Rohit Ohri, Chairman, Dentsu India & CEO, Dentsu Asia Pacific South, has just completed three years with the agency. In a freewheeling chat with exchange4media, Ohri rubbishes rumours about his exit from Dentsu, talks about the growth of the agency that has exceeded his expectations, aggressive growth targets for 2014, triggers of growth and more...
There have been numerous rumours in the past one month about your exit from Dentsu…
There is absolutely no truth to this and I want to make it 100 per cent clear. I don’t know where it started from and I don’t particularly care. We have been really successful in the market place, there is no reason for my exit. There is no motive for this ‘murder’, as they say. Hopefully, people will soon see good sense; there is a lot of mis-information in the industry and I am too small an individual in a large industry. It is just a passing phase, I am sure.
When you look back at your tenure of three years, what has been the biggest unlearning from being a JWT lifer to moving into Dentsu?
When you are in a large agency, you take a lot of things for granted. You assume you would be called for every big pitch; at Dentsu, initially pitches didn’t come to us on their own. Today, however things have changed and we get invited to all the pitches. When we were starting out, we had asked to be called. Moving to Dentsu taught me that ‘Food is not served to you every night automatically, you have to fight for it’.
How has the growth been for Dentsu India last year?
The year 2013 has been a hallmark year for the agency, we grew topline at 60 per cent (compared to 2012); there was a very strong push in terms of new business wins as well as new business from existing clients. For example, we got the Akzo Nobel business, which consisted of 15 brands; the MRF business in Chennai; and the TVS business in Bangalore. Last year, our growth hasn’t been about small incremental wins, in fact, there have been players who have been with other agencies for a while, but now chose to work with Dentsu.
What triggered this?
It was really about finding the best combination of things; in terms of creativity, we had best in class with Taproot; in terms of digital creativity, we had Webchutney. We have created a whole collaborated framework within the Dentsu branded agencies, where all the agencies can work together, depending on what the client actually needs, by creating a new model within the agency network. For all other advertising agencies, they have been used to working in silos with an already existing structure and format. It was unheard of that you actually collaborate with two or three agencies at the same time. In essence, what worked for us was deep specialisation on a platform of integration, wherein the clients have an option – for them, here is an agency you can take to them for a specialist skill or an integrated skill or a wholisitic complete solution as well, according to what you need.
Many of the mid-sized agencies have collapsed; to my mind, a mid-sized agency has the biggest risk of being a mediocre agency as well. Because in many ways, you get positioned as a poor man’s Ogilvy, as a client I may not have the budget for an Ogilvy, so maybe I go to a mid-sized agency. You can’t be a default choice, you have to be an active choice. Size has nothing to do with it. You have to be able to deliver a particular quality. Taproot is a classic case of that, where a small agency can work with the largest clients. This differentiated proposition adds value and gives us the edge.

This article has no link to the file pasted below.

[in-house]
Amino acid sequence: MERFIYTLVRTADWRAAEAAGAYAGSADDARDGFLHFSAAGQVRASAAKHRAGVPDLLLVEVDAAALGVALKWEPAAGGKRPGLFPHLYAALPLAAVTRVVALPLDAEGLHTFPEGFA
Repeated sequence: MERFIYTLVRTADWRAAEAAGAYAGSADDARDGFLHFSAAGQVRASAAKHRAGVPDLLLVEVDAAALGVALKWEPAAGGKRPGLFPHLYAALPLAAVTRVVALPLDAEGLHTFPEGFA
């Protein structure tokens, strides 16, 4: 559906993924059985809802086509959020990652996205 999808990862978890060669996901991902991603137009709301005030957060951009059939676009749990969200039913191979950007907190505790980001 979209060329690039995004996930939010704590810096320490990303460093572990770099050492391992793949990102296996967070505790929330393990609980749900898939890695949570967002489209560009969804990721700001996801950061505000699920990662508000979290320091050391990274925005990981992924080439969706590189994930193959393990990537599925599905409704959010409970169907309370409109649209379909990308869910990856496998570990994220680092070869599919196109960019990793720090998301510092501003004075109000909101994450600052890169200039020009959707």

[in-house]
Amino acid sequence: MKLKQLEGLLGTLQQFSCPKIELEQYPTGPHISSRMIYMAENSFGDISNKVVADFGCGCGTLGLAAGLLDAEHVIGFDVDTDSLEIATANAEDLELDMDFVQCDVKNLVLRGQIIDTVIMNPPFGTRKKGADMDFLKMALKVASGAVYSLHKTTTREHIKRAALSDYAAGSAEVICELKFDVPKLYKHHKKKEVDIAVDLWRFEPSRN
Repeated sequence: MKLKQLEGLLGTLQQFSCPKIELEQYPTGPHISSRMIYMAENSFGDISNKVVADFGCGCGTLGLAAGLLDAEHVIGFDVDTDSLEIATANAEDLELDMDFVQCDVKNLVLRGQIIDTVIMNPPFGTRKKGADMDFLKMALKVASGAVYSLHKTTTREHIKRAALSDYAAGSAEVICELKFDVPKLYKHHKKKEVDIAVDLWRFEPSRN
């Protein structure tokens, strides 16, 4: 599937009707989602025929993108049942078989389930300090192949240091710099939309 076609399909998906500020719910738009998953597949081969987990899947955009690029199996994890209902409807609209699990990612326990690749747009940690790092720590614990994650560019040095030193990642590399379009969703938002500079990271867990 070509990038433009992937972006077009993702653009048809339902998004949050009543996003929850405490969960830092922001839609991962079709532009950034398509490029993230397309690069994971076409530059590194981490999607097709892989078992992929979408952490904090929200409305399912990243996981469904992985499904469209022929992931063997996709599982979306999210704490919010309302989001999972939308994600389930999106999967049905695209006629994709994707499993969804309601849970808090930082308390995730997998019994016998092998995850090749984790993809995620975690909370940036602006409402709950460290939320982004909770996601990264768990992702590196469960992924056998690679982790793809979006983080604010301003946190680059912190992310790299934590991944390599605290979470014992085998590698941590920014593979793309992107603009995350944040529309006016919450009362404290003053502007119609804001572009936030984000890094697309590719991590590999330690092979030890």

What are the targets for 2014?
Very aggressive, we don’t want to slow down the pace of growth.
The late mover advantage has worked out well for Dentsu?
Tim Andree (Executive Vice President of Dentsu Inc, Executive Chairman of Dentsu Aegis Network, and President & CEO of Dentsu Network) put this beautifully when he said, ‘We have the last mover advantage’. Our network is an evolving network, we can learn from the mistakes of other networks.
Has the growth exceeded your expectations?
It has quite honestly. When I joined Dentsu, I didn’t think we would reach this place in such a short time.
What have been the game changers for Dentsu in these three years?
The Taproot acquisition and the partnership with Aggie and Paddy has really been a trigger and changed the game as far as Dentsu is concerned. It has also changed the way the agency is perceived to a large extent.
It was the most strategic and best possible acquisition that we could have done – the reputation of the agency, morale of the agency and growth of the agency was taken to a whole new level.
The Webchutney acquisition was the second big thing that we did. Webchutney is so creative in the digital world and our collaboration takes the work to whole different level.
How does the Taproot and Dentsu partnership work out? What are the projects that the agencies are collaborating on?
NourishCo and Akzo Nobel are two big examples of the work that we do together.
Some clients may want Taproot, but they also want an integrated communication agency; Taproot does the core idea and Dentsu takes it across every single communication touchpoint. This keeps Taproot’s attention and focus on creative excellence, while Dentsu believes great ideas are the glue for integrated communication, which is our strength.
Dentsu has had the perception of being a Japanese advertising agency in India. Do you think that has changed?
When I started off, 70 per cent of the business comprised of Japanese clients. Now in 2014, 70 per cent are Indian clients; the client profile changes the perception of the agency. At the same time, we are not in anyway shying away from the fact that we are a Japanese advertising agency; clients don’t care whether you are American or Japanese as long as you work in the best possible manner.